Sydney gunman had history of sexual assault, Afghan war rage

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An injured hostage is carried out of a cafe in the central business district of Sydney on Dec. 16, 2014. An injured hostage is carried out of a cafe in the central business district of Sydney on Dec. 16, 2014.

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The gunman killed when police stormed the Sydney cafe where he was holding hostages was an Iranian migrant with a record of violent crime who had expressed fury over Australia’s role in the war in Afghanistan.
Man Haron Monis died along with two of his captives in the the Lindt Chocolat Cafe in the early hours of Tuesday, after a 16-hour siege that had locked down much of Sydney’s business district. Four others were injured as police moved in after gunfire was heard inside the building.
Monis, whose age was given as 50 by police, arrived in Australia in 1996 claiming to be a refugee, according to Australia’s Channel Nine News. Iran’s Fars news agency said Australia denied an attempt to extradite him back to the Islamic Republic, where he went by the name of Mohammad Hassan Manteghi Bourjerdi and had been indicted for fraud.
Iran’s foreign ministry raised Monis’s “mental condition” several times with Australian officials, according to a statement on its website condemning the incident.
In his adopted country, Monis was facing a string of charges, including being an accessory with his girlfriend to the murder of his ex-wife, who was stabbed and then set alight in Sydney. He had also been charged this year with sexual offenses dating back a decade, when he had operated as a self-proclaimed “spiritual healer” and expert in black magic, according to the Sydney Morning Herald.
Community service
Two years ago, Monis was convicted for writing offensive letters to the families of Australian soldiers killed in Afghanistan. He was sentenced to 300 hours of community service and placed on a two-year good-behavior bond, according to the Herald.
His former lawyer said it’s unlikely Monis engaged in “concerted terrorism” as part of any wider group, describing his ex-client as “a damaged-goods individual,” according to the Australian Broadcasting Corp.
In a letter on his website, Monis said he was “under attack” and subjected to “false accusations” by the Australian government and media since his letter-writing campaign. He accused the government of taking away his children and he was not “allowed to visit or even call them.”
Sunni convert
“We should care about Australia’s interests, not America’s interests,” Monis said in video footage aired by the ABC, which didn’t say when it was filmed. “This pen is my god and these words are my bullets.”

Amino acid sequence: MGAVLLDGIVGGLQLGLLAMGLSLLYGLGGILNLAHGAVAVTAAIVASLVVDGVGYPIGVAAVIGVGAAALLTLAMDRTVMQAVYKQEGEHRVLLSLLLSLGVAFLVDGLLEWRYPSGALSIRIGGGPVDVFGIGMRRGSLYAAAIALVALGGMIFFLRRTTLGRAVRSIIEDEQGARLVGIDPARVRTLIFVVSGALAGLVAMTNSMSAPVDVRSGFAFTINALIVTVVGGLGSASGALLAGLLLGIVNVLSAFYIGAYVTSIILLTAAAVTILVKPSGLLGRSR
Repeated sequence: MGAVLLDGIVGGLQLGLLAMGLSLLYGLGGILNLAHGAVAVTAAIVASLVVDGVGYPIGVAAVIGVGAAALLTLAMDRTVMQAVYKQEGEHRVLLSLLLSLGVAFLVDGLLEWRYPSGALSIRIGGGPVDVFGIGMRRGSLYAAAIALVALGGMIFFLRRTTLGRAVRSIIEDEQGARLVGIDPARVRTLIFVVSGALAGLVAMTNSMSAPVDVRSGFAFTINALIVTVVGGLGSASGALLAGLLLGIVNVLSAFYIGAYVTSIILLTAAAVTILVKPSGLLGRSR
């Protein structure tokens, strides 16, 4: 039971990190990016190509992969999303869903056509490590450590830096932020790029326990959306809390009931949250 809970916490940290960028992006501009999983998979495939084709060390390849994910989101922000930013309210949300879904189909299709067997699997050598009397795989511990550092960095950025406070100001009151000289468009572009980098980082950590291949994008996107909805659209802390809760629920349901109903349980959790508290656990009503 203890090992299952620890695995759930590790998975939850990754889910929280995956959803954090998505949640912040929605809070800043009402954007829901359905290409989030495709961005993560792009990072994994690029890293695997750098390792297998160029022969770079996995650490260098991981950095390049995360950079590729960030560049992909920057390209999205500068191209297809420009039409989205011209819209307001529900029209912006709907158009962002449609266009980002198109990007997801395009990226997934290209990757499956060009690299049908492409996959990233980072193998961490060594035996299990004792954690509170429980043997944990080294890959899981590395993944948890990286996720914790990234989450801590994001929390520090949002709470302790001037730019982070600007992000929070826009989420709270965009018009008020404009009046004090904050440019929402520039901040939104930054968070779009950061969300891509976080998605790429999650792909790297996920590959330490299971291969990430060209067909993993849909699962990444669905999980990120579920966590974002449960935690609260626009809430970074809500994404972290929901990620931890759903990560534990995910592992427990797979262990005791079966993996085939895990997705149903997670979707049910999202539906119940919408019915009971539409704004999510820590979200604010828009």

Monis didn’t have any ties to the local Iranian community, said Siamak Ghahreman, chairman of the Australian Iranian Community Organization in Harris Park west of Sydney.
“We worry when this sort of situation happens,” Ghahreman said. “Australian communities as a whole are mature and they don’t put the blame on a community when it’s one person’s actions.”
Monis, a Shiite Muslim by upbringing, pledged his allegiance to Islamic Sunni extremists about a month ago, according to his website. “I used to be a Rafidi,” he said, using a derogatory word for Shiites typically deployed by ultraconservative Sunnis. “But not anymore. Now I am a Muslim, thanks be to God.”
Comparing himself to Wikileaks founder Julian Assange, Monis said the sexual and indecent assault cases against him were politically motivated.
‘Highly unstable’
Monis was seeking notoriety, rather than fighting for an ideology, according to Anne Aly, who operates a counter-terrorism research program at Curtin University.
“This guy was clearly a risk, judging by his website and his criminal background, and it looked like he was trying to gain the attention of ISIS,” Aly said. “He was clearly highly unstable.”
In November 2013, Monis challenged Australian Prime Minster Tony Abbott to a debate so he could prove that “Australia and Australians will be attacked,” because of the country’s involvement in Afghanistan, according to the gunman’s website.
Monis was well known to state and federal authorities as a man with a history of violent crime, mental instability and an “infatuation with extremism,” Abbott said today. It will take time to clarify exactly what happened and why, he said.
“These events do demonstrate that even a country as free, as open, as generous and as safe as ours is vulnerable to acts of politically motivated violence,” Abbott said.

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